Russian Federation to expel 23 British diplomats, close consulate general in St. Petersburg


Russian Federation is yet to formally retaliate to Prime Minister Theresa May's expulsion of the diplomats.

Moscow also said it would halt the activities of the British Council in Russian Federation in a tough series of retaliatory measures announced after it summoned British ambassador Laurie Bristow.

The announcement followed Britain's order this week for 23 Russian diplomats to leave the United Kingdom because Russia was not cooperating in the case of the Skripals, who were found March 4 poisoned by a nerve agent that British officials say was developed in Russia.

Asked by a Reuters reporter in the Kazakh capital Astana if Moscow would expel British diplomats, Russian Foreign Minister Sergei Lavrov smiled and said: "We will, of course".

Responding to the accusations and expulsions by Britain, Kremlin spokesman Dmitry Peskov called Johnson's remarks "shocking and unforgivable".

Russian Foreign Minister Sergey Lavrov said on Friday Russia would order British diplomats to leave the country in response to London's decision to expel 23 staff at the Russian embassy in London.

Russia's UK diplomat expulsion doesn't change facts of matter, says Theresa May
Moscow offered some cooperation to British authorities after the 2006 London murder of ex-KGB agent Alexander Litvinenko too. A British judge in 2014 said he could not be sure if Berezovsky killed himself or was the victim of foul play.

The UK government said they were poisoned with a nerve agent of a type developed by Russian Federation called Novichok and Prime Minister Theresa May said she believed Moscow was "culpable".

On March 4, 2018, Russian ex-spy Sergei Skripal, 66, and his daughter Yulia Skripal, 33, got critically ill after they were found unconscious on a bench in the Wiltshire city.

Police officers at the scene of the nerve agent attack in Salisbury, England.


Britain's National Security Council will meet early next week to consider the next steps, May said.

He also said he thinks the Skripals, who are in critical condition, have little chance of surviving. That was the most significant action taken against Moscow since Donald Trump took office. Russian Federation denies involvement and said the accusations against Putin were "shocking and unforgivable".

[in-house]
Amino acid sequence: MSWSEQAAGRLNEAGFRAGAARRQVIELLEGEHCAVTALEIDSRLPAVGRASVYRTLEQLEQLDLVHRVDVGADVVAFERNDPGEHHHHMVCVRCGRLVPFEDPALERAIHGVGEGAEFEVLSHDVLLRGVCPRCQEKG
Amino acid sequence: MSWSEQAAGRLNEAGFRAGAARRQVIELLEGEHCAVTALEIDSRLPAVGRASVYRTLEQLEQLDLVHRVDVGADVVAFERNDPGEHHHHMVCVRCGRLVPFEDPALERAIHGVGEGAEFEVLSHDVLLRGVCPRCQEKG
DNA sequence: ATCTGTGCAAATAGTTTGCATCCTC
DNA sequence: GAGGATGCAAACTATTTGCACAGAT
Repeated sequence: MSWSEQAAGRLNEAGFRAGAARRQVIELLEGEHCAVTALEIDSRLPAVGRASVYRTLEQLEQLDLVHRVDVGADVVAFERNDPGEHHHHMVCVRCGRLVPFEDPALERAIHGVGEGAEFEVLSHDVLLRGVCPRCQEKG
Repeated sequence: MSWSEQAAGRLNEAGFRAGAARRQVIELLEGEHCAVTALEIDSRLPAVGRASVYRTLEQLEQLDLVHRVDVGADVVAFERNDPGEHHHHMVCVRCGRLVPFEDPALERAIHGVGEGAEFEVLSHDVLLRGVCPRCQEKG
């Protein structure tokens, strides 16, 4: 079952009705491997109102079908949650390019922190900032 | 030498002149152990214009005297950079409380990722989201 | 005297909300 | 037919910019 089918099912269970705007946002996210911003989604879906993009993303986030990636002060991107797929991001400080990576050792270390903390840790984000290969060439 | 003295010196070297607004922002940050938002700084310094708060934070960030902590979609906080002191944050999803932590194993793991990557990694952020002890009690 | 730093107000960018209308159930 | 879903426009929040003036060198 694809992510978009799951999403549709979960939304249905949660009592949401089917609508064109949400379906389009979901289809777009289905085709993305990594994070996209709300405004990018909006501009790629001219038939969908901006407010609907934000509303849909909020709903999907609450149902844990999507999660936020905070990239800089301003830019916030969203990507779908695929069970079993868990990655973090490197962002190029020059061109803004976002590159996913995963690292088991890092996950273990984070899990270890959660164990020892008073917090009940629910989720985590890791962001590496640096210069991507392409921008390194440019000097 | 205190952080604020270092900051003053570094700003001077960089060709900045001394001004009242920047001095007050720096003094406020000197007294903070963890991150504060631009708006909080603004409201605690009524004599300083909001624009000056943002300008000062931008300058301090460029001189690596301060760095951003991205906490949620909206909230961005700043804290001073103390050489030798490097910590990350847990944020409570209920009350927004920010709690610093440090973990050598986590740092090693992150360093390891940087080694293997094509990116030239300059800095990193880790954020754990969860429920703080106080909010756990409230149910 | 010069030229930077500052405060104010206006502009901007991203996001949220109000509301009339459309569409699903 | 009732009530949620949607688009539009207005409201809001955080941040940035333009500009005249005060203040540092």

The BBC on Saturday said the police had made contact with Russians living in Britain to discuss their safety.

Russian Federation : police say Nikolai Glushkov, enemy of Putin, was murdered
In a 2017 Russian trial, Glushkov was sentenced in absentia to eight years in prison for stealing $123 million from Aeroflot. When contacted by The Independent , the Met Police said it did not comment on matters concerning the safety of individuals.

British Prime Minister Theresa May's office said that Australian leader Malcolm Turnbull joined her in condemnation of the attack.

Speaking on Russia-24 television, Zakharova said Britain is taking a tough line against Russia because of frustration at recent advances of Russian-backed Syrian government forces against Western-backed rebels.

Russian Federation disregards the global rules-based order and attempts to discredit western democratic institutions and electoral processes to weaken the west as a whole. This comes as United Kingdom police launch a murder investigation into the death of an exiled Russian businessman.

On Friday, police said they were treating the March 12 death of exiled businessman Nikolai Glushkov as murder after a post-mortem found he died from "compression to the neck".

May has said the Russian state is responsible for the attack on Skripal and his daughter Yulia.

Skripal betrayed dozens of Russian agents to Britain before being arrested in Moscow and later jailed in 2006.

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Russian Federation has called the charges "groundless accusations" and says British authorities have refused to provide samples of the nerve agent used.